Ever since the avant garde went the way of silent movies, many of the most interesting artists of the last century have cast themselves as lone wolves — solitary souls whose genius is tied to the freedom that comes with being a go-it-alone misfit.
This romantic fantasy is mercilessly mocked by the 10 wickedly original paintings, sculptures and mongrel mash-ups in “Charles Garabedian: Works from 1966-1976.” In L.A. Louver’s upstairs gallery, the 88-year-old artist’s cock-eyed pictures and fractured forms replace the macho bravura of the lone wolf with the scraggily raggedness (and whiplash unpredictability) of a stray dog.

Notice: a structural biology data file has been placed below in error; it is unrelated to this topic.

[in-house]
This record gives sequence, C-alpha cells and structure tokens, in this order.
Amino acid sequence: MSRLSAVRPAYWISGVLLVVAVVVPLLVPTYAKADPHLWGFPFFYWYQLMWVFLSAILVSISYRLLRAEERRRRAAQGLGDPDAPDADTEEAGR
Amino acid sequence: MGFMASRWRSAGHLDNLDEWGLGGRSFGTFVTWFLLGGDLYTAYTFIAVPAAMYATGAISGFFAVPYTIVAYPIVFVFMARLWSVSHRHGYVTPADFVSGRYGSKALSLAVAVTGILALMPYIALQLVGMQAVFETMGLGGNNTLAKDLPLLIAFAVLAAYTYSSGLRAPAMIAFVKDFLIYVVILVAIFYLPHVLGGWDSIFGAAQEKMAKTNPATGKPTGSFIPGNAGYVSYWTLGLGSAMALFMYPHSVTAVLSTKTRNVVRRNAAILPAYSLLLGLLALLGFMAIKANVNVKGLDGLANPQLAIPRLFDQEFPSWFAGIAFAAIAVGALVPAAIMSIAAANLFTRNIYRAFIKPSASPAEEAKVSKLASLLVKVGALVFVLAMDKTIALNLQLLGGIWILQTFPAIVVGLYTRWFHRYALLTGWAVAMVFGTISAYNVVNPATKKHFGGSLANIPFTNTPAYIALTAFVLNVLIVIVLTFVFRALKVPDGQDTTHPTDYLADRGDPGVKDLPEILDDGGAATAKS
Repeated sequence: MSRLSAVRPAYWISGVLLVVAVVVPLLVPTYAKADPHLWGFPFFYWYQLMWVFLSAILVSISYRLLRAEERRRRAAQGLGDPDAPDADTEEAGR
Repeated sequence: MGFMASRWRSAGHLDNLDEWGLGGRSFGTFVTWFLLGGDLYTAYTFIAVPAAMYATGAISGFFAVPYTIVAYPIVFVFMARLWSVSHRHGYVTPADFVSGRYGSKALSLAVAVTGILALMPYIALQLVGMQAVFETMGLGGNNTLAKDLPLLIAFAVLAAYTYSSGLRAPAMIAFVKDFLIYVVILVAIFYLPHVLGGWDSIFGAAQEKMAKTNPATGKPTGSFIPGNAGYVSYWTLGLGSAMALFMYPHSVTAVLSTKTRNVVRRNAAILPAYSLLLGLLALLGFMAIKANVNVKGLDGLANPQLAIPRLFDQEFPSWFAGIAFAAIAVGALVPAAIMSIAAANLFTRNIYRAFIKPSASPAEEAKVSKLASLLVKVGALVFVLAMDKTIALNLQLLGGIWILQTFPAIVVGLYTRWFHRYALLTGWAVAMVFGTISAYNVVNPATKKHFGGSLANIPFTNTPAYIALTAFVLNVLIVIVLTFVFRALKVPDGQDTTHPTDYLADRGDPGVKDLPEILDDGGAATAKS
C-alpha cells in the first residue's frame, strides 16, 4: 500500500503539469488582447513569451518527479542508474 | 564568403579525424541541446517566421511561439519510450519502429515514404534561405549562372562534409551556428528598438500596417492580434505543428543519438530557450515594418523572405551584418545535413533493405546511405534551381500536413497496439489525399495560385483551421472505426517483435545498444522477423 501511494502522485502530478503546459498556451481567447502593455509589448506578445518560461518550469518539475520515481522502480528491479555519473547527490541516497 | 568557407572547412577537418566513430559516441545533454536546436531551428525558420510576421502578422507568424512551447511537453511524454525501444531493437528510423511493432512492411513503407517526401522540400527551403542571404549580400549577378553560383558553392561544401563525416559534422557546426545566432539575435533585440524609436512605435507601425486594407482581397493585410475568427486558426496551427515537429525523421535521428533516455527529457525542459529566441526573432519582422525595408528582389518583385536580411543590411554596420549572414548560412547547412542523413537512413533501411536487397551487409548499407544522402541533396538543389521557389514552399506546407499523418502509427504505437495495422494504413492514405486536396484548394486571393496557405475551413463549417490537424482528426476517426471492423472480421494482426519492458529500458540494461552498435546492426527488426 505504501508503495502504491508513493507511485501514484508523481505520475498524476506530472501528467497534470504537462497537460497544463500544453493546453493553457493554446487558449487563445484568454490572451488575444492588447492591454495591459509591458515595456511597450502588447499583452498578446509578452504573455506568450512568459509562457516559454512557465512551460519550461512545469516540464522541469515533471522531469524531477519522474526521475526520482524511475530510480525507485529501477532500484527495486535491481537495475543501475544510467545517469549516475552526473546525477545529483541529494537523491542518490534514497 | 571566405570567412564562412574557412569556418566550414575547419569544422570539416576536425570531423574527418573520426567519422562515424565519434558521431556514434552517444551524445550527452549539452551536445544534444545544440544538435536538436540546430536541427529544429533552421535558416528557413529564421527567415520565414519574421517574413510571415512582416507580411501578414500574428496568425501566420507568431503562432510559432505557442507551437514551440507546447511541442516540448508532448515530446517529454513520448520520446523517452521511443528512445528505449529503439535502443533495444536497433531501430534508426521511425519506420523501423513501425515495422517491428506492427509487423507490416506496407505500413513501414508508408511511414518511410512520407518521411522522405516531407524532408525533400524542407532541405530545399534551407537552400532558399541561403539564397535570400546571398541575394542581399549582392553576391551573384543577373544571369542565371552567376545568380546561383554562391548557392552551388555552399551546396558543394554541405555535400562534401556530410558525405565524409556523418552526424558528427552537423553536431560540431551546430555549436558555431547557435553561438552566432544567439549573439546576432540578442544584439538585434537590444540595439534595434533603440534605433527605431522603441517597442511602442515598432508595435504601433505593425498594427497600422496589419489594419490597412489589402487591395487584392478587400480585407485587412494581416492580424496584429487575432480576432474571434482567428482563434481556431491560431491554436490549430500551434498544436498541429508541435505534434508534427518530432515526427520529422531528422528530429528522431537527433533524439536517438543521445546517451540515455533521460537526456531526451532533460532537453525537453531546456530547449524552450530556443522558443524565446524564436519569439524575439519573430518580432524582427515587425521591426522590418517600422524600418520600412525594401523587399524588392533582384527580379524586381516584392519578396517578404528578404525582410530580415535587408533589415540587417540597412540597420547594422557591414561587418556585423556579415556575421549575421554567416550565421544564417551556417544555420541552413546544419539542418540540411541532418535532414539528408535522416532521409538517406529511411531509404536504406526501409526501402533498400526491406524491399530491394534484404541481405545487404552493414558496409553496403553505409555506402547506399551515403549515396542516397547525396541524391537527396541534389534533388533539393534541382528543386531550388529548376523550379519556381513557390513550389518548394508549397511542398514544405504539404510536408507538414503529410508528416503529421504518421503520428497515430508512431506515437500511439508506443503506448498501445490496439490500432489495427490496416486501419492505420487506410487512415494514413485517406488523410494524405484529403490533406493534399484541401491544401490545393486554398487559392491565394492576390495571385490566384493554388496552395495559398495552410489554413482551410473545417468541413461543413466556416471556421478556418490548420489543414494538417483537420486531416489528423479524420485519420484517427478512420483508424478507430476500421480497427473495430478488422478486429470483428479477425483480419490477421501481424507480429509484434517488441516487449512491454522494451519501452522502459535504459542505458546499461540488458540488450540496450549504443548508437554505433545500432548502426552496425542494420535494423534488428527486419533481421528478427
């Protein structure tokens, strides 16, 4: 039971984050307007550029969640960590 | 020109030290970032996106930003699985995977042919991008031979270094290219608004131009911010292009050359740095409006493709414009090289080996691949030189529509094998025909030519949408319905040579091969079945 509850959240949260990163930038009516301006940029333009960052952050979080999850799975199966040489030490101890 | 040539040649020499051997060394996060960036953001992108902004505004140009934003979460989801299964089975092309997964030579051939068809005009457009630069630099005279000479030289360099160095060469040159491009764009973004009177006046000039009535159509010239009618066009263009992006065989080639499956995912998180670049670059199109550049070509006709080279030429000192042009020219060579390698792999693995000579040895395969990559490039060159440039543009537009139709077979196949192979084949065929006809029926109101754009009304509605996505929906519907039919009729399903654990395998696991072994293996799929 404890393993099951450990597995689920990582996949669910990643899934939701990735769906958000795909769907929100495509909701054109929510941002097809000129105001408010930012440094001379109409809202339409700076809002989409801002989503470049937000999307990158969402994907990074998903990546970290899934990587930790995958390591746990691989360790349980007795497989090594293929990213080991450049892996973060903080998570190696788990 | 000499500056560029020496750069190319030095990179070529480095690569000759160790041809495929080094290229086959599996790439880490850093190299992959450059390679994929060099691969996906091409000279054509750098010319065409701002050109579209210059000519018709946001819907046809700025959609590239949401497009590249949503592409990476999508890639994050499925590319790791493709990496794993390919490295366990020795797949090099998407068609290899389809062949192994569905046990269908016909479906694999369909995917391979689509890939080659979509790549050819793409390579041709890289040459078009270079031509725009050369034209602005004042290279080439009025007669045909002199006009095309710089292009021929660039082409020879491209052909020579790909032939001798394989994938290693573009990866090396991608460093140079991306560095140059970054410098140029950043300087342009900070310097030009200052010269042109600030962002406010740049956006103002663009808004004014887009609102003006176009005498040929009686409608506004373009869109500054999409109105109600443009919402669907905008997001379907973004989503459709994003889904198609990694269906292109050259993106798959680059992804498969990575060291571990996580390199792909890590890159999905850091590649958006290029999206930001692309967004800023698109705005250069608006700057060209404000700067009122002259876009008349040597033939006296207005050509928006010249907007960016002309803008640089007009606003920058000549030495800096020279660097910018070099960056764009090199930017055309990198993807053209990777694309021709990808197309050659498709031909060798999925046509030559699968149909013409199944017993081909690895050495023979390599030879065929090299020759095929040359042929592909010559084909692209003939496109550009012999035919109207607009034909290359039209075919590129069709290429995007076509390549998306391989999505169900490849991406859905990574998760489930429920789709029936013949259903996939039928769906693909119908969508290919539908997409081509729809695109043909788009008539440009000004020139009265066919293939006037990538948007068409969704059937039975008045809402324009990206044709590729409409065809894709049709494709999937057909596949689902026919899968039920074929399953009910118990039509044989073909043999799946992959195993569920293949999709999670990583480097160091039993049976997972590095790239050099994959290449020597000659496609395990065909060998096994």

The two earliest works, “Daytime T.V.” and “Restaurant (The Waitress),” are scruffy, ill tempered and out of whack, both compositionally and emotionally. Each cranks up the loneliness of Edward Hopper’s best paintings, transforming the promise of solitude into the despair of distraction gone wrong. Their curdled surfaces look dirty. With uncanny efficiency, Garabedian makes looking feel like leering.